Image Source: http://simplyaccessible.com/accessibility/
We often hear how important accessibility (AX) is for delivery, but we consistently see that it’s one of the first things cut as we get closer and closer to release (and we hope we’ll have the chance to properly address it later). As more companies embrace DevOps and Continuous models, how can we ensure that this extremely important aspect of development is no longer an afterthought? Ensuring accessibility takes understanding of what AX is, asking the right questions during design and implementation, knowing the tools that are available to help you, and making accessibility part of your acceptance criteria (and therefore, making it part of your Definition of Done).
What is Accessibility?
Web Accessibility allows people with diverse abilities to use the Web((https://www.w3.org/WAI/intro/accessibility.php)) — for example, people with cognitive issues (such as autism and ADHD) or physical (blindness, auditory, etc.). I recommend reading Anne Gibson’s post. She provides insight on a wide variety of health issues which many people might never consider — that could happen to any of us at any time — and the user personae.
Considering the range of issues people (your end users!) may be dealing with, it’s more important than ever to build apps that everyone can use — and it’s evident in standards that have been established to address this need (like Section 508((http://www.section508.gov/)) and Web Contact Accessibility Guidelines (WCAG)((http://www.w3.org/WAI/intro/wcag))).
AX and the Continuous Model
The problem I’ve seen is that accessibility is something we have to do, but is often not addressed early. It’s instead pushed out of the way until the end — and it can be very difficult to make features accessible after they’ve been built. Accessibility has been especially difficult in a Waterfall world. But how do you adapt what was previously an afterthought as more and more companies are moving towards a Continuous model? Accessibility needs to be up-front, starting with the design team. Here are some questions to be considered DURING design and development to help ensure you are considering AX needs early on. Although they may not necessarily ensure compliance with the standards, they will get you on that road: [table id=5 /]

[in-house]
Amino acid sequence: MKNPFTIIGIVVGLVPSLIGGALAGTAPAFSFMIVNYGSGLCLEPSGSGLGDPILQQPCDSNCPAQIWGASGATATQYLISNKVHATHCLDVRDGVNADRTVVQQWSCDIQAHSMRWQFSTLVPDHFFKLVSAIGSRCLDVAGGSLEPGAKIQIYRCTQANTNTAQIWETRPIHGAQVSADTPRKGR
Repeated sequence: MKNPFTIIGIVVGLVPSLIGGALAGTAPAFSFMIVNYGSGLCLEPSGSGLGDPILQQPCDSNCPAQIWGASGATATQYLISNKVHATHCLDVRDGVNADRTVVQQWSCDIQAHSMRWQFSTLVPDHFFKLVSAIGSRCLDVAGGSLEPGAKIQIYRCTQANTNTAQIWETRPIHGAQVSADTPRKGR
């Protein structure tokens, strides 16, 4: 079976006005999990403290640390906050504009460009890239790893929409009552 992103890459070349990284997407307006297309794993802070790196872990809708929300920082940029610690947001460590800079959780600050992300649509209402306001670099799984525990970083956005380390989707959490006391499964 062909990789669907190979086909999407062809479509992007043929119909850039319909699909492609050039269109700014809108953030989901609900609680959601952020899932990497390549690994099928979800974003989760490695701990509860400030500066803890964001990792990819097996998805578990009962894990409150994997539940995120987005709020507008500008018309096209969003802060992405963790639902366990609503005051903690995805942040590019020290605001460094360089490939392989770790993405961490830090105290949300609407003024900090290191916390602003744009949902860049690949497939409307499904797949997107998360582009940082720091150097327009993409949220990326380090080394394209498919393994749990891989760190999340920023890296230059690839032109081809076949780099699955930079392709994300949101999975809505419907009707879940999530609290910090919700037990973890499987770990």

There are many tools available to help ensure your apps are accessible:
- Web developer toolbars in browsers to disable CSS and check for logical reading orders (the non-CSS view is basically what will be read with a screenreader)
- Browser add-ons that reveal the underlying accessibility information (like WAVE for Firefox or Chrome)
- Desktop tools like Color Oracle to help simulate colorblindness
- Screenreaders that read the screen to you (people are mostly familiar with JAWS or VoiceOver for a desktop screenreader, but have you tried the accessibility options on your phone?)
Many of the tools are simple to use and don’t add a lot of overhead if some checks are done early in the development process (better to find issues early rather than later!) In addition to tools looking at what is already built, you may want to consider how you are writing your tests up-front. Perhaps you may want to look into extending your testing framework to add methods for keyboard navigation in integration tests, or ensure unit tests are checking for ARIA attributes. The important thing is to get your team on board to start thinking about accessibility, and provide them with the means to implement it.
Improve the Accessible Pipeline
It’s time to stop pushing AX to the end, and hoping for the best. As stories are designed, add accessibility to your acceptance criteria. Make sure that everything in your acceptance criteria is marked as complete (part of your Definition of Done). As with anything, the longer you put something off, the more difficult (and/or expensive) it is to implement later. In order to adapt to a Continuous world and keep up in the DevOps chain, AX needs to be considered early on, not later. Ashley Hunsberger is a Quality Architect at Blackboard, Inc. and co-founder of Quality Element. She’s passionate about making an impact in education and loves coaching team members in product and client-focused quality practices. Most recently, she has focused on test strategy implementation and training, development process efficiencies, and preaching Test Driven Development to anyone that will listen. In her downtime, she loves to travel, read, quilt, hike, and spend time with her family.